This post covers how to list files, show package information and extract the contents of an RPM package. There will be example commands presented for extracting RPM package files and showing information for packages that are both installed, and not-installed on a system.
Extract files from an RPM (quick start)
Continue reading this post for more information about listing and extracting RPMs.
What is an RPM package?
An RPM package is simply a header structure on top of a
CPIO archive. The package itself is comprised of four sections: a header with a leading identifier (magic number) that identifies the file as an RPM package, a signature to verify the integrity of the package, the header or ‘tagged’ data containing package information, version numbers, and copyright messaging, and the archive containing the actual program files.
List files in an RPM package file using the
The RPM package manager
rpm comes with various utilities to interact with packages. The following command will list all the files inside an RPM package:
$ rpm -qlp ./path/to/test.rpm
$ rpm -qlpv ./packagecloud-test-1.1-1.x86_64.rpm -rwxr-xr-x 1 root root 8286 Jul 16 2014 /usr/local/bin/packagecloud_hello
In this example, the
rpm command is used with the flag
-q to specify it as a query command,
-l to list the files in the package, and
-p so it knows to query the uninstalled package file. The
-v flag (verbose) just provides additional information (permissions, owner, etc.) for the sake of this example. As we can see, the package installs an executable binary called
List files in an installed RPM package
rpm command with
-l flags to list the files from an installed RPM package:
$ rpm -ql packagecloud-test
NOTE the use of a package’s name in the previous command and not the path to a specific RPM package.
cpio archive from RPM packages
To extract files from an RPM package you must first extract a
cpio archive from the package itself. RedHat provides a utility called
rpm2cpio which does exactly that:
$ rpm2cpio ./packagecloud-test-1.1-1.x86_64.rpm
Extract files from an RPM package’s
rpm2cpio command will output (to stdout) a
cpio archive from the RPM package. To extract the package files we’ll use the output from
rpm2cpio and then use the
cpio command to extract and create the files we need.
$ rpm2cpio ./packagecloud-test-1.1-1.x86_64.rpm | cpio -idmv ./usr/local/bin/packagecloud_hello 17 blocks
cpio command copies files to and from archives. In the example above, we use
cpio with the
-i flag to extract the files from the archive,
-d to create the leading directories where needed, and
-m to preserve the file modification times when creating files. The
-v flag (verbose) is to list the files processed for the sake of this example.
The result of our previous example is the creation of a
./usr/ folder in our working directory containing the files from the RPM package
$ file usr/local/bin/packagecloud_hello usr/local/bin/packagecloud_hello: ELF 64-bit LSB executable, x86-64, version 1 (SYSV), dynamically linked (uses shared libs), for GNU/Linux 2.6.24, BuildID[sha1]=0x77fe4f2fa02ee973bf4d74867729e950fcde7107, not stripped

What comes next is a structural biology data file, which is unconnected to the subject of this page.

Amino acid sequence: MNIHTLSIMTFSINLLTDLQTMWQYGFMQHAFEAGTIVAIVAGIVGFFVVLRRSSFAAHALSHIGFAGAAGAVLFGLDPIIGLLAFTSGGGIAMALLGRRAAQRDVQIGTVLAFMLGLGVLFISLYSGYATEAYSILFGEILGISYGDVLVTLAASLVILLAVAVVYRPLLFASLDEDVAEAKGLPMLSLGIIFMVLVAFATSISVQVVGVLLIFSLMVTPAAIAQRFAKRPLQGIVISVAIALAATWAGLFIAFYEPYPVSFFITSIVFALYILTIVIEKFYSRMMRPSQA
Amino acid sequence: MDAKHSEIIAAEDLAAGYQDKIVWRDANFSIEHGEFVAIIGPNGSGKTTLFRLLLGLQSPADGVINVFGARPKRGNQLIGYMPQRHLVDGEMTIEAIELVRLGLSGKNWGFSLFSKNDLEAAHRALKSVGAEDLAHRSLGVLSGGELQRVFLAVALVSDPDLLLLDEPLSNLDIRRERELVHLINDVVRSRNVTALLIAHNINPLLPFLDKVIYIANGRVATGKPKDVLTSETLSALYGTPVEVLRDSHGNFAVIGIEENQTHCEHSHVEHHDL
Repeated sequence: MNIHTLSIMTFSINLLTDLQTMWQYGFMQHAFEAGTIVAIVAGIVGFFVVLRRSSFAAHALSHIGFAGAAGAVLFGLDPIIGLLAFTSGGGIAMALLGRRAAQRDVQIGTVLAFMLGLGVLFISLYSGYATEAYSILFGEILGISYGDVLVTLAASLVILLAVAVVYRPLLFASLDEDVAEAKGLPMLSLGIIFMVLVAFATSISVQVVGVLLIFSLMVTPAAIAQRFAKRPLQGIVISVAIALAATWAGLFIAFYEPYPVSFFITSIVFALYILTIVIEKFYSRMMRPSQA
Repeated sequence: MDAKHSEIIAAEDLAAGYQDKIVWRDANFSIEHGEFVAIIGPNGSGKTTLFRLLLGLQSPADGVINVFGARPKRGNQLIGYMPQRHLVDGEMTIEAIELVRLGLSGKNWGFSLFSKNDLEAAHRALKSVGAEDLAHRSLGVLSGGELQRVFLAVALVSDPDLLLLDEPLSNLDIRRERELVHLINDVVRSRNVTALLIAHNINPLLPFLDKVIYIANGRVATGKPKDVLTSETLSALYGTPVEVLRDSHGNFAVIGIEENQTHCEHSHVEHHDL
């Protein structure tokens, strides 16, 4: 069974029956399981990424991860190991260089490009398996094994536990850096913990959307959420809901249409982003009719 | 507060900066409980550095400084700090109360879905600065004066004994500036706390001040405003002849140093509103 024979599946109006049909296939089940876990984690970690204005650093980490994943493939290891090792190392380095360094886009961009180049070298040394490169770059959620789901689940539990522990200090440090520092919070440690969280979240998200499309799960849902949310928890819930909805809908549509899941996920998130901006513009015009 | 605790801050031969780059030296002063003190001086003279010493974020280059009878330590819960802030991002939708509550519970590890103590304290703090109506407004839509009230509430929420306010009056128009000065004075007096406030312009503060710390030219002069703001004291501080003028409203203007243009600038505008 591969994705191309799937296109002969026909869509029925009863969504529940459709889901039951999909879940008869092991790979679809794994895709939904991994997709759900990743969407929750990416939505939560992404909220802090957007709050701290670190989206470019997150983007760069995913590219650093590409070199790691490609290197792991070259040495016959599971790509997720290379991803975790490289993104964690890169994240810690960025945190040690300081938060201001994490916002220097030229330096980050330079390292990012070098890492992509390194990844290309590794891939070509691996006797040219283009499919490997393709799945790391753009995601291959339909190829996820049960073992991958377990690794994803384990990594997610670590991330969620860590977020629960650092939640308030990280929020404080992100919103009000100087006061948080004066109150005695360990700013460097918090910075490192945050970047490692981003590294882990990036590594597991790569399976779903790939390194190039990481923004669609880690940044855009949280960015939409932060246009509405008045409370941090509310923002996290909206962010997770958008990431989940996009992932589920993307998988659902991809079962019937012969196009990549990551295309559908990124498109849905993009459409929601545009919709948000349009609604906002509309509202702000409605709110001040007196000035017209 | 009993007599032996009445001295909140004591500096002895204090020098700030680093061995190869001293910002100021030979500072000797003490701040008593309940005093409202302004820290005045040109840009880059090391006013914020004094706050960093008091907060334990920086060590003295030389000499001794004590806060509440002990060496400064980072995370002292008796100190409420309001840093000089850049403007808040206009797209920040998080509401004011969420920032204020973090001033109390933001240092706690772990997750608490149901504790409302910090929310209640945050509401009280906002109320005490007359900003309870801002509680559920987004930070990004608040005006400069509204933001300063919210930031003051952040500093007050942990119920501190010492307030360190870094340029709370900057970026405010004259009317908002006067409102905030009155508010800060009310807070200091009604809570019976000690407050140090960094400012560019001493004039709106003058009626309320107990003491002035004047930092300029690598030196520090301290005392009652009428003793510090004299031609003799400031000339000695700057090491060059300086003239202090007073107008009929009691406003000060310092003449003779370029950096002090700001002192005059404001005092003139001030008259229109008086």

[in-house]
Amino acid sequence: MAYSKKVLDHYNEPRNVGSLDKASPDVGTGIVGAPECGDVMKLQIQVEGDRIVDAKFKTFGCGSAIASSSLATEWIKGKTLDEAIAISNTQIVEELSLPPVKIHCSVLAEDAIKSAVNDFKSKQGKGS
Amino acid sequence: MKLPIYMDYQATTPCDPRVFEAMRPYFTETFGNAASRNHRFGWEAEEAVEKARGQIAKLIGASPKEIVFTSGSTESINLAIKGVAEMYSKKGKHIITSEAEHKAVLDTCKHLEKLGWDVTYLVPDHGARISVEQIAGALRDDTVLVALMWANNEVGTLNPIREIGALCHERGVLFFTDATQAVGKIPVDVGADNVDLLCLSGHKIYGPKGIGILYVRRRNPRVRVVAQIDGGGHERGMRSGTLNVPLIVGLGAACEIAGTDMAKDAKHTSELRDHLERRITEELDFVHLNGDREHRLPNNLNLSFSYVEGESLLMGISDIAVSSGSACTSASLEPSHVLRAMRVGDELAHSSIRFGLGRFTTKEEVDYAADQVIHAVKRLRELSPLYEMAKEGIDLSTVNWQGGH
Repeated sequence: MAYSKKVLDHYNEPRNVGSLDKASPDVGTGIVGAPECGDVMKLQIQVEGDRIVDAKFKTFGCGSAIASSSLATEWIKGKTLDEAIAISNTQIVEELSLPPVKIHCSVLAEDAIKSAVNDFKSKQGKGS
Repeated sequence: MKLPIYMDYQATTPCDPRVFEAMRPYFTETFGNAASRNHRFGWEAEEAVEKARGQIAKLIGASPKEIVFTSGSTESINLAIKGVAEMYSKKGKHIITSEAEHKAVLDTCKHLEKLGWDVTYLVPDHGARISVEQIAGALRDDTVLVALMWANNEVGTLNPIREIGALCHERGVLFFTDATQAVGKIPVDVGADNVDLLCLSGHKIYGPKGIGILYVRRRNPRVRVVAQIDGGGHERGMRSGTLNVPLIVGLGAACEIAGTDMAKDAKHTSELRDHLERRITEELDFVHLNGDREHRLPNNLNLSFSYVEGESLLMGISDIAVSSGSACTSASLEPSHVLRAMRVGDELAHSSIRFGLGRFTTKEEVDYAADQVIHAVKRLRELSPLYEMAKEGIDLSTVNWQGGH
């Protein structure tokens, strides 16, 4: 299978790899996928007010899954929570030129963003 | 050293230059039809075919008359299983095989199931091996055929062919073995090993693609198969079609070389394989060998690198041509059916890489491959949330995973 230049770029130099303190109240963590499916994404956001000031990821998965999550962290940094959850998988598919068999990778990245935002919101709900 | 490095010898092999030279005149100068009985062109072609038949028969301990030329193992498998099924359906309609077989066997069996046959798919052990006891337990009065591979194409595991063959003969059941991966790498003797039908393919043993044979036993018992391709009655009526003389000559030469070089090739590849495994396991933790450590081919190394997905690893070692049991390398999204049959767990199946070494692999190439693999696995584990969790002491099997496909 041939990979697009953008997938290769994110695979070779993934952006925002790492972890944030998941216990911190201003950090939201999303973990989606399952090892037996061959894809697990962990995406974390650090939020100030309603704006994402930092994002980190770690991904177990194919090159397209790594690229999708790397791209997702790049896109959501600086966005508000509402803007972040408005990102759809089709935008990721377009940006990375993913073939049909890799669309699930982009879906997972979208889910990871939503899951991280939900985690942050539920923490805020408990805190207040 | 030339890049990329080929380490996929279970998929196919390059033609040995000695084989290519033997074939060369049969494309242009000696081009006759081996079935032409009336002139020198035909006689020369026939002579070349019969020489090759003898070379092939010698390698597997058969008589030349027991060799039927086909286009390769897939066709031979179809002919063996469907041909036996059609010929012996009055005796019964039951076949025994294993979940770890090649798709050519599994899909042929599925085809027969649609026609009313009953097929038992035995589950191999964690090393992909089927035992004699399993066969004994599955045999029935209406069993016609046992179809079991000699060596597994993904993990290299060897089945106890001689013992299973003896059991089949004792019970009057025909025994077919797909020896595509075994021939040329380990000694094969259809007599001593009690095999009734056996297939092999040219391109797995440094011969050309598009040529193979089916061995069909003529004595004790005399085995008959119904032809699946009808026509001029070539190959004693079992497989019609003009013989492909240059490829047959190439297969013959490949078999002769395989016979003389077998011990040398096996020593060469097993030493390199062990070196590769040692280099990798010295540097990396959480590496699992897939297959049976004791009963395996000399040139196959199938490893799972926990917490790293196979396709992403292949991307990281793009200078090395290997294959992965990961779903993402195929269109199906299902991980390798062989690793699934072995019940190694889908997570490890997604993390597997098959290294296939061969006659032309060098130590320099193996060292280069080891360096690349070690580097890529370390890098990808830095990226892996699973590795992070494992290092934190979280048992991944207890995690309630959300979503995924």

NOTE that simply extracting package files to the root directory does NOT properly install a package. Use the
rpm tools to correctly install RPM packages.
Show RPM package preinstall and postinstall scripts
To show the scripts that will run when a package is installed or uninstalled from a system, use the
--scripts flag when querying a package using
rpm. The following command will show the scripts for an uninstalled package
$ rpm -qp --scripts ./packagecloud-test-1.1-1.x86_64.rpm
This will output something like:
preinstall scriptlet (using /bin/sh): # Do something postinstall scriptlet (using /bin/sh): if [ $1 -eq 1 ] ; then # Do another thing fi preuninstall scriptlet (using /bin/sh): if [ $1 -eq 0 ] ; then # Do something else fi postuninstall scriptlet (using /bin/sh): # Do things here, too
To view the scriptlets of an already installed package, you can use the following syntax when using
$ rpm -q --scripts <packagename>
View contents of RPM packages on remote repositories using
repoquery is provided by the
yum-utils package, make sure it’s installed:
$ yum install yum-utils
repoquery command is used to query information from
Yum repositories installed on the system. By default, the
repoquery command will download the
Yum repo metadata and update the cache. To run
repoquery entirely from the
Yum cache, use the
--cache flag. To list the contents of a package, pass the
--list flag to the
$ repoquery --list <packagename>
$ repoquery --list packagecloud-test /usr/local/bin/packagecloud_hello
This can be useful when viewing the contents of packages that aren’t downloaded or installed on your the system.
repoquery will only provide information on packages avaliable in the configured
Understanding how packages interact with the systems they’re installed on can be helpful in day-to-day operations. By knowing that the RPM package is comprised of a
cpio archive and header data, we can extract the information needed with already existing tools (
cpio) and use the RPM toolchain to query, inspect, and view the contents of an RPM package.